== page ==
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Headache. 2013 Oct;53(9):1523-30. doi: 10.1111/head.12173. Epub 2013 Jul 8.

Traumatic brain injury, neuroinflammation, and post-traumatic headaches.

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VA Northwest Network Mental Illness Research, Education, and Clinical Center, VA Puget Sound Health Care System, Seattle, WA, USA; Department of Psychiatry and Behavioral Sciences, University of Washington, Seattle, WA, USA.


Concussions following head and/or neck injury are common, and although most people with mild injuries recover uneventfully, a subset of individuals develop persistent post-concussive symptoms that often include headaches. Post-traumatic headaches vary in presentation and may progress to become chronic and in some cases debilitating. Little is known about the pathogenesis of post-traumatic headaches, although shared pathophysiology with that of the brain injury is suspected. Following primary injury to brain tissues, inflammation rapidly ensues; while this inflammatory response initially provides a defensive/reparative function, it can persist beyond its beneficial effect, potentially leading to secondary injuries because of alterations in neuronal excitability, axonal integrity, central processing, and other changes. These changes may account for the neurological symptoms often observed after traumatic brain injury, including headaches. This review considers selected aspects of the inflammatory response following traumatic brain injury, with an emphasis on the role of glial cells as mediators of maladaptive post-traumatic inflammation.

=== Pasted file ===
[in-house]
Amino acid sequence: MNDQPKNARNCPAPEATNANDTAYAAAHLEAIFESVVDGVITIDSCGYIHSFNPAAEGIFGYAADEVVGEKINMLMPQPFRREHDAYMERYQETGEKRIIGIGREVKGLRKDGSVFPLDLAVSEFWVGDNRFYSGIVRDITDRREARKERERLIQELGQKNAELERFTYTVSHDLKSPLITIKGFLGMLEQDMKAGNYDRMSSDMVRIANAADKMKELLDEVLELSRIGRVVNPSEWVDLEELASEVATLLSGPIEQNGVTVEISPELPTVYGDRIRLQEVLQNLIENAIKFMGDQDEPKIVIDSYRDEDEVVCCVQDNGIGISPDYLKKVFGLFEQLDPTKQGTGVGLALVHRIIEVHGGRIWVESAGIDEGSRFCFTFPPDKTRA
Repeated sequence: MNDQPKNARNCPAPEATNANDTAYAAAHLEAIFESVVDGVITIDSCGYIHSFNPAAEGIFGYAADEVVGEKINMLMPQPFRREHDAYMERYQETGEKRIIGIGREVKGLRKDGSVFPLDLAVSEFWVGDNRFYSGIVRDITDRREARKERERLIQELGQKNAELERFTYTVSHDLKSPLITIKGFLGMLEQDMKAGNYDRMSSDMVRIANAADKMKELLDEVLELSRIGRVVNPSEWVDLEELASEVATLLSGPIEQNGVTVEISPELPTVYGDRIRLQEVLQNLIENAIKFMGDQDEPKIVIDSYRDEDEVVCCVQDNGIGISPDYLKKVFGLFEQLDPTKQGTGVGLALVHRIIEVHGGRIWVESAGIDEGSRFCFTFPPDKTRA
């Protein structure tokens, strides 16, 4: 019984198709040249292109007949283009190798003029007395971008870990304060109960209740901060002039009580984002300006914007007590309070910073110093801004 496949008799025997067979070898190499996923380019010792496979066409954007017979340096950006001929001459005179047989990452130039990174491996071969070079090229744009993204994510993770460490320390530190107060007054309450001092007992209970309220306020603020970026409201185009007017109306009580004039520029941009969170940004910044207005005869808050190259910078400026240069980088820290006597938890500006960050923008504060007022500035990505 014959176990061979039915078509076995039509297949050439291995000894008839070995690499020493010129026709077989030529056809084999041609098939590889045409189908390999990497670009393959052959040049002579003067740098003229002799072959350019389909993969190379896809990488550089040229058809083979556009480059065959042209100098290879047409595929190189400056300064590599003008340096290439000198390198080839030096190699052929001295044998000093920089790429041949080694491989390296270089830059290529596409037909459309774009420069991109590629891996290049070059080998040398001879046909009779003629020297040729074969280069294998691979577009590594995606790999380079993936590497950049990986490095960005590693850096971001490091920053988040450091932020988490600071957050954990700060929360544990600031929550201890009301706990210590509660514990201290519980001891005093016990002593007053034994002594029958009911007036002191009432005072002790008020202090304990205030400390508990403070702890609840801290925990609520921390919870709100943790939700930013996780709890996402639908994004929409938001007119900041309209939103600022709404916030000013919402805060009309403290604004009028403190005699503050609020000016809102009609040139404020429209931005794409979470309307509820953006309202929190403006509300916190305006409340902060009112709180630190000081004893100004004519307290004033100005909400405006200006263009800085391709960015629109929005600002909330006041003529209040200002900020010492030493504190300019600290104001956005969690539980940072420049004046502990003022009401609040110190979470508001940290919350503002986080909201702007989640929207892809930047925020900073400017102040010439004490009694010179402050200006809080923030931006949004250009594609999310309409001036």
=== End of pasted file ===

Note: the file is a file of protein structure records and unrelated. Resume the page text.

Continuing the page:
astrocytes; blood brain barrier; cytokines, post-traumatic headaches; glia; inflammation; inflammatory mediators; microglia; satellite cells; traumatic brain injury

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